Findings for both cohorts are summarized in Table 2. When compared with previous practice, patients in the standardized prescribing practice group had less pills prescribed for TKA (115 versus 62, P < 0.001) and THA (94 versus 35, P < 0.001). Patients had less pills remaining at their first follow-up for both TKA (39 versus 15, P < 0.001) and THA (53 versus 16, P < 0.001). Patients consumed significantly less pill quantities after TKA (76 versus 49, P < 0.01) and THA (41 versus 19, P < 0.001) with a standardized protocol along with less OME consumed in both TKA (902 versus 432, P < 0.001) and THA (504 versus 200, P < 0.001).
Table 2 -
Postoperative Narcotic Consumption for All Patients
||Historic Cohort (n = 48)
||Standardized Cohort (n = 51)
|NRS pain score
RS = Numeric Rating Scale, OME = oral morphine equivalents, THA = total hip arthroplasty, TKA = total knee arthroplasty
When comparing patients in each cohort who did not request a refill, OME consumed was also decreased in both TKA (649 versus 265, P = 0.002) and THA (440 versus 160, P = 0.004) with a standardized protocol. The total number of refills per patient within the first month ranged from one to four times for TKA and one to three times for THA. The refill rate was higher in the standardized prescribing cohort with both TKA (29% versus 50%, P = 0.04) and THA (8% versus 16%, P = 0.26). There were more average refills per patient in the standardized prescribing group with both TKA (0.7 versus 0.3, P = 0.02) and THA (0.2 versus 0.1, P = 0.26).
Pain scores were lower with standardized prescribing practices versus historic for both THA (1.8 versus 1.7, P = 0.61) and TKA (3.2 versus 2.3, P = 0.06) cohorts, although in both cases, differences were less than the minimum clinically important difference of that has been reported, and not statistically significant.14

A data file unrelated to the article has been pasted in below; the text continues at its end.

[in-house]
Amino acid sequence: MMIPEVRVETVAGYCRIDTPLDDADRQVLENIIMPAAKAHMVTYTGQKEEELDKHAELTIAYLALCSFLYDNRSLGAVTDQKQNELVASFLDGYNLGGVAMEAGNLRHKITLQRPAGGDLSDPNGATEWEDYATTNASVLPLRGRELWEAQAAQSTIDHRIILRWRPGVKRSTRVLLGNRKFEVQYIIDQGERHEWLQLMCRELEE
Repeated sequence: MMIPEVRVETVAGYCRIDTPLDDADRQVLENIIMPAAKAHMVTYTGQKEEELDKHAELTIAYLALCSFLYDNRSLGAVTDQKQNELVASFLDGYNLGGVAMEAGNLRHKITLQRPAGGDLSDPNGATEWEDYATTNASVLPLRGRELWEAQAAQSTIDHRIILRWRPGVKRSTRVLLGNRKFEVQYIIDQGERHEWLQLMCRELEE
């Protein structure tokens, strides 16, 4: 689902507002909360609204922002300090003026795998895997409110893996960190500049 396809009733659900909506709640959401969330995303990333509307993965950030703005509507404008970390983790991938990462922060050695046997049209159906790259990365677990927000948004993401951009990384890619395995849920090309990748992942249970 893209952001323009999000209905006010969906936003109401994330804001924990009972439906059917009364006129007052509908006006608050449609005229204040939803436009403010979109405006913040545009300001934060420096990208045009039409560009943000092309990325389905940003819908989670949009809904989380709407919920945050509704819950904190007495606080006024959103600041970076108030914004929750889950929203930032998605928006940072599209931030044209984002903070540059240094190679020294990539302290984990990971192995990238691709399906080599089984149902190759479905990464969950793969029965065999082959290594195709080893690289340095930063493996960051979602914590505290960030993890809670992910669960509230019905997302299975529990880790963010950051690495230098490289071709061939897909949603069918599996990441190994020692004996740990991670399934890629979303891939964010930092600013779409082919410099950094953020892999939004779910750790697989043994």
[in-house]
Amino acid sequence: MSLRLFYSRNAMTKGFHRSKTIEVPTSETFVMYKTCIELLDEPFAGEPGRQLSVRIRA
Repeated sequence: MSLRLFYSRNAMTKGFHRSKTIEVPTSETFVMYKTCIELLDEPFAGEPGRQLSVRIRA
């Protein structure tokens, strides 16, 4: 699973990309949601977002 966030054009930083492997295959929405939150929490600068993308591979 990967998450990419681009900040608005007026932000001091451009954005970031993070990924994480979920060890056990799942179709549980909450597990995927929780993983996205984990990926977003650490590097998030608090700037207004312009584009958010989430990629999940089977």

A previous study has suggested that similar to spine and upper extremity surgery, opioids are typically overprescribed for TJA, but there have been little data to suggest what an appropriate amount may be.13 Other previous studies have evaluated the number of prescriptions given to patients and the associated OME prescribed, but no study to the best of our knowledge has evaluated the actual amount of opioids consumed in the postdischarge period after TJA when a standardized protocol was implemented.15,16 This is the first study to demonstrate that with a reduced opioid prescription, the quantity of pills and OME consumed is also reduced after TJA.
Although it would be reasonable to expect that the OME consumed may be unchanged between cohorts with a reduced number of pills remaining. We found that the OME consumption also decreased by greater than 50% in both THA and TKA when standardizing the quantity of the initial postoperative prescription.
This was not only found to apply to all patients but also in patients who did not request a refill. Patients who did not request a refill still consumed less OME with a standardized prescription. In the case of THA, this averaged to 37 fewer oxycodone 5 mg pills and in the case of TKA, 63 fewer oxycodone 5 mg pills in the first month when compared with our traditional prescribing practice.
There have been concerns that with reduced amounts of opioids that patient perceived pain would be increased, although this does not seem to be the case with pain scores being comparable between both THA and TKA cohorts.